Maybe my procedure to manage my tests is also helping, here is what I am doing:

    – always have at least one A/A test open to ensure that the results are sound. That is, I test 2 times the same alternative and they come out with the same score.
    – rerun on a regular basis the tests which were not that significant.
    – keep long term stats to be sure that if my test gave an alternative which went from a 15% to a 20% conversion rate, it stays like that on the long run (or improve).

    So I “fire and forget” a lot of tests, but I keep track of the effects on the long run and adjust. I accept that the numbers in the tests can be a bit off and always check against my real conversion rates at the end of the day. Note that the 10% deviation is that my framework (at the application level) picks up 10% more visitors, they can be bots (but they will not convert) or people without javascript enabled.

    I hope it helps understanding my particular situation. The code of the A/B testing framework (PHP+MongoDB) is available (LGPL) here:

  5. Chris Williams June 8, 2010 at 12:48 pm #

    Hey Patrick, interesting approach.
    Caught the link via HN and Google Reader no less.

    Liked the idea so much, that my subconscious expanded on what hypothetical / theoretical alternatives us programmers could put the users browser and therefore CPU to good use.

    What if we were able, or sites like facebook were able to use the users impressions, using a small part of the users cpu to do some sort of tasks.

    My first thought was hashing md5’s or more complicated things like searching subsets of dna sequences for patterns.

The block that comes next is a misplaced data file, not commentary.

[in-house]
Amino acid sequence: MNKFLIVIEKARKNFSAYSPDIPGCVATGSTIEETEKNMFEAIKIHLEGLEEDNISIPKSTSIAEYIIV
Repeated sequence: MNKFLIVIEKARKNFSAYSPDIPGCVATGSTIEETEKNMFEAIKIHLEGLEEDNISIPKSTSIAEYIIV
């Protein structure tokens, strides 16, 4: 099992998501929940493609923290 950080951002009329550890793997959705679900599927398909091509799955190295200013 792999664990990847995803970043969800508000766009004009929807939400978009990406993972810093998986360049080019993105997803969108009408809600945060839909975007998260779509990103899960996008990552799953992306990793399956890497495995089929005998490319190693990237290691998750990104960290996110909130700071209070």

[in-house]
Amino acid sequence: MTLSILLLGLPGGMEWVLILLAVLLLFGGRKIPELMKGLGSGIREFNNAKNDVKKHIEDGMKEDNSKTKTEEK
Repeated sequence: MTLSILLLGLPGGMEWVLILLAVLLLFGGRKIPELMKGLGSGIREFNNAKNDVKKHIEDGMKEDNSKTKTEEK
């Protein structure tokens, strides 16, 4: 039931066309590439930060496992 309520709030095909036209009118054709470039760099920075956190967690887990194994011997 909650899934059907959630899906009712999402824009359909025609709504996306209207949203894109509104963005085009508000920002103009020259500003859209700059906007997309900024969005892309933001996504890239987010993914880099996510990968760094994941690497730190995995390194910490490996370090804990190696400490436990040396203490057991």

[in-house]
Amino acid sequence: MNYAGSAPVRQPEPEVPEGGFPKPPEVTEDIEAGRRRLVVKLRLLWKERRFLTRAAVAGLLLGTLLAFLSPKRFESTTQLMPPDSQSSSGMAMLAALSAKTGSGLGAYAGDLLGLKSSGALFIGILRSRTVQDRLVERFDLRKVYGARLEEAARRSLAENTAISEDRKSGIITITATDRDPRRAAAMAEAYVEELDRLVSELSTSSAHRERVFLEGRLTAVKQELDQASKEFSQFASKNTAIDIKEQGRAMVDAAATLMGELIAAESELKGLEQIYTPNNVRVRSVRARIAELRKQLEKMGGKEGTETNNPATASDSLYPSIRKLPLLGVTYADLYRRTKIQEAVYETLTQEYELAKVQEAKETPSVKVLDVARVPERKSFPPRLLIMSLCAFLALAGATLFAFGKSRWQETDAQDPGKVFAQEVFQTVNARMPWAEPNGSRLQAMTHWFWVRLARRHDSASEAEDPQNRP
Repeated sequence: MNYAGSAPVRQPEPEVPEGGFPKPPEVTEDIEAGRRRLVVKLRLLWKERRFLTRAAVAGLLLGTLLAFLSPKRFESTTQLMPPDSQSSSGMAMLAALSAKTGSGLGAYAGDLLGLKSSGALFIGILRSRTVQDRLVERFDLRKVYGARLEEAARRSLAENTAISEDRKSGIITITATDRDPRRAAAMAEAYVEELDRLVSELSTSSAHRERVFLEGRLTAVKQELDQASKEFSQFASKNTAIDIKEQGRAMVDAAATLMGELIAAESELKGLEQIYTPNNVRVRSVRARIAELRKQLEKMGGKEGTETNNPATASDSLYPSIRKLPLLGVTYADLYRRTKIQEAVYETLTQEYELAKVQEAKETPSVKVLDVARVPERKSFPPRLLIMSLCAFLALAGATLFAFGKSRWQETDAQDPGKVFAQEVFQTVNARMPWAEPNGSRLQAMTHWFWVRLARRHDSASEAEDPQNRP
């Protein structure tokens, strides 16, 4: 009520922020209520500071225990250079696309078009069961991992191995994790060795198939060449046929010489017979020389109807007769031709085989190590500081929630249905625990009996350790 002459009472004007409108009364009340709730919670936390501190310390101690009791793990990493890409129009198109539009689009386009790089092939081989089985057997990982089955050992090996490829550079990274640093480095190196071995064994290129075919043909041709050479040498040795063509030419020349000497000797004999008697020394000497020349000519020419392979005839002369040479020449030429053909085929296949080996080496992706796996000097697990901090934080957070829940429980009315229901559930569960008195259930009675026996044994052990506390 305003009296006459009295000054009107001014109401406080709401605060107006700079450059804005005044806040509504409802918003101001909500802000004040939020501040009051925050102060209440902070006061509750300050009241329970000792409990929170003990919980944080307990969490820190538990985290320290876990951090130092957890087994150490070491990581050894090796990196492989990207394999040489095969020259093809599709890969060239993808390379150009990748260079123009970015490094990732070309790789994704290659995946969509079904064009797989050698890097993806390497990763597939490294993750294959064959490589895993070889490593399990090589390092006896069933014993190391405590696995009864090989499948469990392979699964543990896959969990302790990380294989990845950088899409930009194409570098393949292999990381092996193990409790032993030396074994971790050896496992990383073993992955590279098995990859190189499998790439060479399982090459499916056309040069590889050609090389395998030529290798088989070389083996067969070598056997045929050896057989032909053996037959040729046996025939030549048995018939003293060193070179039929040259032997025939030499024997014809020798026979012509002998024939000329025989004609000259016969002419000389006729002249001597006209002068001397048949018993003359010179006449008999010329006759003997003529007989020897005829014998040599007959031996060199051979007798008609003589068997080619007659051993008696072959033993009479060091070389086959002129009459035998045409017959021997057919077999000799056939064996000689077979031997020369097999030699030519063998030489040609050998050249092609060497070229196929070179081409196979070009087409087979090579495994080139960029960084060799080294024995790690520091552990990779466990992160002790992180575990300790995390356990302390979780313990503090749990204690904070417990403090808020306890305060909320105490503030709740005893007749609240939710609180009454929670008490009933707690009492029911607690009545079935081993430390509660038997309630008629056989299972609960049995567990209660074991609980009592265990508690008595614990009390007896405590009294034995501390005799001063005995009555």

Slightly longer version.

  6. Dennis Gorelik June 11, 2010 at 3:30 pm #

    It’s better to discriminate not against bots, but against abusers.
    Bots can behave appropriately (or not).
    Humans can abuse web site manually (or not).
    One way to determine abuse is to count number of requests to your web site from the same IP address made during last 30 seconds. If there are too many requests — then it may make sense to block such user (bot or human does not matter).

    For A/B testing purposes relying on JavaScript like Patrick described — is a good solution.
    For blocking excessive request — relying on JavaScript validation is not the best approach.

  7. ferrix June 15, 2010 at 9:41 am #

    What about the perl “Mechanize” engine? Naively speaking, that’s what I’d use to create a bot. It acts exactly like a real browser as far as I know, including scripting. Do people really use wget for bots?

  8. Dom July 6, 2010 at 8:23 pm #

    Thanks for a great Ruby gem (abingo). I have combined Rack Honeypot ( on my sign-up forms, which is what I wanted to track conversions on using a/b testing. The honeypot (field positioned with CSS offscreen or hidden) provides a way to distinguish bots from humans. I’m sure it’s not foolproof but it does seem to catch most bots out, and I’m pleased with the results.

    • Patrick July 7, 2010 at 7:38 am #

      That works great for blocking bots from forms, but less well for blocking bots from being counted as visitors to the site, since all they need to do to get counted for that is access a single file by HTTP.

  9. Rob July 23, 2010 at 6:51 am #

    Very interesting post. I’ve done something similar for websites that I develop, but using a JS Image Object & a PNG URL. My theory is that some bots that are smart enough to do a bit of math to figure out a new URL to crawl might be too smart and exclude URLs that appear to be images.

    Something like:

    var RT=new Image();
    RT.src=”/__rt.png?x=”+(12345 + 67890);

    Previously I left out the “.png” from the URL and a higher percentage of robots did request the URL. Adding the extension provided a 10% improvement to my detection rates.


  1. Does Your Product Logo Actually Matter?: MicroISV on a Shoestring - August 4, 2010

    […] A/B testing framework I wrote.  This particular test required A/Bingo to be slightly extended to ignore bots, because — since the test was sitewide and visible prior to a bot-blocking […]